Monday Motivation - Feed Your Focus: Break the Habit of Multi-Tasking


Good Morning – It is Monday; Hallelujah 😊! I hope you had a GREAT weekend. I hope you were able to focus on the good things and experience joy in being alive! As the quote from Ralph S Marston, Jr. states, “Pay attention to what is good about your life. Rather than worrying about what you don’t have; seek to make the best of all the good things you do have. There are a lot of things right with your life. Give your attention to them and they will grow.”

We are heading into the back end of January already.Life has been moving fast and, to me, feeling like, “full speed ahead”, how about you? As a result of the multitude of things I am attempting to get done each day, I find myself on a path of “attempting” to multitask more than ever before. Anyone else in the same boat? As I have been settling into that behavior, I realize that there are times (many more than I would like to admit) that I am not as productive as I would like to be. When I slow down enough to contemplate this, I ask myself this question, “is all of this multitasking making me more productive, or is there a better way?” So, I went back to re-acquaint myself with all the research on the topic of “distractions and multitasking” and had many “aha” moments about why, at the end of the day, I was feeling more distracted, tired and less productive from all the “task switching”, I was doing throughout the day. Although this behavior was done with a true desire to be more productive because I care about the outcomes I achieve; I realized, at the end of the day, I was sabotaging myself and my output.

If asked, many of us would state that we believe we are good at multitasking; in fact, we think it is one of our strengths. Logically, it does seem like a great way to get a lot done all at once; but, while it may seem like you are accomplishing many things, studies have shown that our brains are not nearly as good at handling multiple tasks like we think. Some research even suggests that multitasking takes a SERIOUS toll on productivity, reducing it by as much as 40 percent because of the mental blocks created when people switch tasks – YIKES!! Another tidbit of information suggests that when our attention is completely derailed, research shows that it can take 20 minutes to refocus.

Let’s level set quickly on a definition of multitasking. It is performing two or more tasks simultaneously, switching back and forth between tasks, and/or performing several tasks in rapid succession, giving less than 100% of your attention at a time. Research conducted at Stanford University found that when you are multitasking, you are less productive than doing a single thing at a time. They found that people who are regularly bombarded with several streams of information (multitaskers):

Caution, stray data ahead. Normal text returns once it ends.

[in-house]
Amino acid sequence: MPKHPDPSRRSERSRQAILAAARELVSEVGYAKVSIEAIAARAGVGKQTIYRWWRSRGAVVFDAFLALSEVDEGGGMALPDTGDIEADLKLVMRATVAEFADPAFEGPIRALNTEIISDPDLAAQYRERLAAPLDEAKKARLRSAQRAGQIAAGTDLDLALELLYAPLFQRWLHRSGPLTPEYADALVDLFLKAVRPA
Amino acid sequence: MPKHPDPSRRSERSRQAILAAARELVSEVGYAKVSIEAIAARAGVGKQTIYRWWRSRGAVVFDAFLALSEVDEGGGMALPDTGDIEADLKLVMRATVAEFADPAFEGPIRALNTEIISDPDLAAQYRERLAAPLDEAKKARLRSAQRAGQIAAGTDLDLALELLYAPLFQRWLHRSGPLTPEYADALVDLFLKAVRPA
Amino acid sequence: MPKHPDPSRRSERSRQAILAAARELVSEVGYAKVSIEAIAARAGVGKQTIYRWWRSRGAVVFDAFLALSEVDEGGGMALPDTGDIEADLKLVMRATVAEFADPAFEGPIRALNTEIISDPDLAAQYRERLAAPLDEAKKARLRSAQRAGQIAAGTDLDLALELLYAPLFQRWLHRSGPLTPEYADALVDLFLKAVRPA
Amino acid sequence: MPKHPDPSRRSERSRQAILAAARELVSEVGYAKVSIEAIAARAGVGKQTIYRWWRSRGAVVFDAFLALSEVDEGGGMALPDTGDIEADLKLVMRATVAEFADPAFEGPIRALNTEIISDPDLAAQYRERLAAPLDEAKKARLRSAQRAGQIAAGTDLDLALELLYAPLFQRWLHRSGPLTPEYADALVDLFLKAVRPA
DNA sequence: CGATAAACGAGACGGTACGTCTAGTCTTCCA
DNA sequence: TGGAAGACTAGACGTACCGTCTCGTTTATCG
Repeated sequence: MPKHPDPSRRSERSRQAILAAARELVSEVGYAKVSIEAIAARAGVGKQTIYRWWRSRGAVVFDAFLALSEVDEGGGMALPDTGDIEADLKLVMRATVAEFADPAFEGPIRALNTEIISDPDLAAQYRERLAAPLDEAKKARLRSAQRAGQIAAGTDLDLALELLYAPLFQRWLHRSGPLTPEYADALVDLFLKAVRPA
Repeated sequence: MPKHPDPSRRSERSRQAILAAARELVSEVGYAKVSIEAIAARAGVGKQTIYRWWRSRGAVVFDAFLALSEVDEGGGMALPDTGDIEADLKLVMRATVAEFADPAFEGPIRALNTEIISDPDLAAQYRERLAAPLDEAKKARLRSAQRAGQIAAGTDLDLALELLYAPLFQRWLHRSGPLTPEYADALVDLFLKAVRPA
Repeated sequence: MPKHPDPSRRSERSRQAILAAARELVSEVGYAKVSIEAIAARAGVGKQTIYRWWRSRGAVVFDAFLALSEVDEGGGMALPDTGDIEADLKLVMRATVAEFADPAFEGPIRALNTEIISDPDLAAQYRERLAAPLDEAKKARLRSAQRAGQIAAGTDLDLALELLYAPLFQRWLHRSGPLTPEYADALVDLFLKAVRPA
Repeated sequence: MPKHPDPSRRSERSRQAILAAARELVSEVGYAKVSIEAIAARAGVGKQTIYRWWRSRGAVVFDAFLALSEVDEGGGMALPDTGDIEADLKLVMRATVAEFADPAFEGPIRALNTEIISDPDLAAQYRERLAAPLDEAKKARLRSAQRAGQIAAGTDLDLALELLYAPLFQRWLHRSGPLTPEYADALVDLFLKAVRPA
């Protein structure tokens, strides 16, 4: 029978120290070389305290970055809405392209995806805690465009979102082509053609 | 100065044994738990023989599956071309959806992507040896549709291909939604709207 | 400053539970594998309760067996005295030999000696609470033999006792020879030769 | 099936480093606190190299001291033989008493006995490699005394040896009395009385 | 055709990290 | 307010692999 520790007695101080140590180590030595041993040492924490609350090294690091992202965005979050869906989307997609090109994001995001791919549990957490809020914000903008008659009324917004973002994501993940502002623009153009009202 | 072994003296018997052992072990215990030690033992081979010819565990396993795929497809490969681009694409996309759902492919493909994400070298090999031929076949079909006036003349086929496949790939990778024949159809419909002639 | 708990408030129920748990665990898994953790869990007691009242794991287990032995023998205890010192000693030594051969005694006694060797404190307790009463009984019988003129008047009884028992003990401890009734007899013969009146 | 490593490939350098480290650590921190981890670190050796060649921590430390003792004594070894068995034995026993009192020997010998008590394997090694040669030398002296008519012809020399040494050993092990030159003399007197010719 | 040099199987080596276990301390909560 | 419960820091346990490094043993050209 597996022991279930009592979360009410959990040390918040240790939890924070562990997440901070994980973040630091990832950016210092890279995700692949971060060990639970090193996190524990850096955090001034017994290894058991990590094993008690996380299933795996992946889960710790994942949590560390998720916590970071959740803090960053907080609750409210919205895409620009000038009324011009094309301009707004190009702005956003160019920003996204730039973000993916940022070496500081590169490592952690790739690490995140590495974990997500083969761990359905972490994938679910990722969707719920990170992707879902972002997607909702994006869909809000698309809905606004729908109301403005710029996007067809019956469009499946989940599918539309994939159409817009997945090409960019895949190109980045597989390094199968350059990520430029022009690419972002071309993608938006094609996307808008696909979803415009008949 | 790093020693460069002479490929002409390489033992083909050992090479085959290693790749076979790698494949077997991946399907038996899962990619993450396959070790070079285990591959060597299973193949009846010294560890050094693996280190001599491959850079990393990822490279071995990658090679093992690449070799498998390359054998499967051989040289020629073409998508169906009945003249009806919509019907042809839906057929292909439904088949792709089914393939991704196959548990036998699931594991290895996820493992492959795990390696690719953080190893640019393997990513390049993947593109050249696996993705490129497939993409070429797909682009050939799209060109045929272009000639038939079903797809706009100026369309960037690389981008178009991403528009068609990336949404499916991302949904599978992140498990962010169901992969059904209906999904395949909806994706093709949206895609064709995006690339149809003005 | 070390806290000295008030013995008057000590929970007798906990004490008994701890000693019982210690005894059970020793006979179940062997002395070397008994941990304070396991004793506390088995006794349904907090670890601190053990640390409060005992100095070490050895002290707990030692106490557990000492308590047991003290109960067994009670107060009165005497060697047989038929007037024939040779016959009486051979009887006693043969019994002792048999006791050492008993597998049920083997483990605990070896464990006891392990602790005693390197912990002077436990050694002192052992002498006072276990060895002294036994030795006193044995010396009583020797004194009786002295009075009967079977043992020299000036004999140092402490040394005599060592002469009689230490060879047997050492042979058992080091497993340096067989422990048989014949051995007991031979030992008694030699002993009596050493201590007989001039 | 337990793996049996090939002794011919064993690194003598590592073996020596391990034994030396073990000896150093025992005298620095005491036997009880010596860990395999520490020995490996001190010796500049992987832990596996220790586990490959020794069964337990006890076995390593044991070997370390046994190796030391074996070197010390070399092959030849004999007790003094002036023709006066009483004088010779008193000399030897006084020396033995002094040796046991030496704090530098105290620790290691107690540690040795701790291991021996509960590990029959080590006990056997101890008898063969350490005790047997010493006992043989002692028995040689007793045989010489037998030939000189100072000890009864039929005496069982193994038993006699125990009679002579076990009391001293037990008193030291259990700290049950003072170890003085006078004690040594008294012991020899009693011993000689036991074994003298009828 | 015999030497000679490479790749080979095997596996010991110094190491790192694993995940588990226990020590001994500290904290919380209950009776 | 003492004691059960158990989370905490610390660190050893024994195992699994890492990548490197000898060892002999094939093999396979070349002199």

• have trouble paying attention, recalling information or switching from one job to another, as well as, those who complete only one task at a time,

  • heavy multitaskers were less mentally organized and even when trying to focus on a single task their brains were less effective and efficient, and

  • multitaskers make more mistakes and retained less information.

Multitasking changes the way our brain works. So, is there no hope if you have been a heavy multitasker and want to change this habit? Current research suggests that people who stop multitasking will be able to change this trajectory and perform better.

Knowing that multitasking is not good for you, what are some things you can do to minimize the negative impacts of multitasking and regain control? Following are some suggestions that I found reading various articles about strategies to overcome the distractions caused by multitasking:

  • Limit the number of things you are juggling at any given time to just two tasks,

  • Implement the “20-minute rule”. Instead of switching back and forth from one task to another, try to devote your attention for 20 minutes before switching to the next task,

  • Create a distraction-free environment where you can “hunker down” and focus on your most important, complex tasks. Use distraction blocks on your computer; put on noise cancelling headphones, turn off/mute notifications on your phone,

  • Set three daily intentions. Working with greater intent helps you focus on what is important. In morning ask yourself which three things you must accomplish by day’s end. Put those on one list; and put all other items on a separate list.

  • Work on hard stuff. Sometimes distractions come because you are not challenged by the work you are doing in the moment. Prioritize those things that are more challenging. Focus your initial efforts on those, so that you are bringing your “best brain” to the task.

  • Set an artificial project deadline. Sometimes when you work on things that don’t have a looming deadline, it can take longer to do them. Thus, allowing yourself to be distracted more often. If you introduce a sense of urgency and a deadline to these tasks, you may have a better chance of staying focused.

We are all prone to multitasking. Our minds crave distraction; but this is not a habit that you want to indulge. It slows you down and decreases the quality of your work. Set yourself up for success by adopting some strategies (that will work for you) to block distractions ahead of time, work with greater intention and reclaim your brain! You will find that you will increase your productivity, effectiveness and have more energy as a result!

Have a GREAT day and a GREAT week.

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